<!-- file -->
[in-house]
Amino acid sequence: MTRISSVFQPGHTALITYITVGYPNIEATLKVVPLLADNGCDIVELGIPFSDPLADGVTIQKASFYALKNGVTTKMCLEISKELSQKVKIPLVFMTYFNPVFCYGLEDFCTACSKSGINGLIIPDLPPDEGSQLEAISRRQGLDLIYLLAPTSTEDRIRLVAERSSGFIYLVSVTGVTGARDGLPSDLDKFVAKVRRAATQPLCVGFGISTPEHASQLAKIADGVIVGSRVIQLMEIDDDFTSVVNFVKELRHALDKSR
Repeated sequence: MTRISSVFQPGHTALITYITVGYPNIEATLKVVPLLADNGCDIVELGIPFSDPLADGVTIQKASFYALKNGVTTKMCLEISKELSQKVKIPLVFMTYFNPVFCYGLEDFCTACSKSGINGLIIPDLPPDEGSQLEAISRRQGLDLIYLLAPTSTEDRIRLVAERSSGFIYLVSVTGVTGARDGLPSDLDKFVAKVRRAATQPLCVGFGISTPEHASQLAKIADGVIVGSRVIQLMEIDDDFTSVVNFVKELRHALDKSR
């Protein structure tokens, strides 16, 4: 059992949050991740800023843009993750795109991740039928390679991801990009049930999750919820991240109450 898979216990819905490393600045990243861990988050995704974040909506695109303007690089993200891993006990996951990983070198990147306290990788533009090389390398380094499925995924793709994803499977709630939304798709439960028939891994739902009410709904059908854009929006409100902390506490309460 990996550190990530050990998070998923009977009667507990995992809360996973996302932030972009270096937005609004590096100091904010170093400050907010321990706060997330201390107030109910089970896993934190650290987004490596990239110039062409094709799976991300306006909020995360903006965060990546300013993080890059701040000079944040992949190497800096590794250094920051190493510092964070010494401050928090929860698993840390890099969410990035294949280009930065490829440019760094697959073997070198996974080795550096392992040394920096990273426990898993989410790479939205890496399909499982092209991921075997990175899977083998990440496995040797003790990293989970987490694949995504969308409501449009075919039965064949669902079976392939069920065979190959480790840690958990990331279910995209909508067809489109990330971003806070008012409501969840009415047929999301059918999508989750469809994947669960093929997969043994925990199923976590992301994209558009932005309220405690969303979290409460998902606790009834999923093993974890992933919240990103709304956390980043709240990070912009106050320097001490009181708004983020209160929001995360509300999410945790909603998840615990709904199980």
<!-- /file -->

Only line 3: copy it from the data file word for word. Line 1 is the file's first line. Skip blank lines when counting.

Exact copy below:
Repeated sequence: MTRISSVFQPGHTALITYITVGYPNIEATLKVVPLLADNGCDIVELGIPFSDPLADGVTIQKASFYALKNGVTTKMCLEISKELSQKVKIPLVFMTYFNPVFCYGLEDFCTACSKSGINGLIIPDLPPDEGSQLEAISRRQGLDLIYLLAPTSTEDRIRLVAERSSGFIYLVSVTGVTGARDGLPSDLDKFVAKVRRAATQPLCVGFGISTPEHASQLAKIADGVIVGSRVIQLMEIDDDFTSVVNFVKELRHALDKSR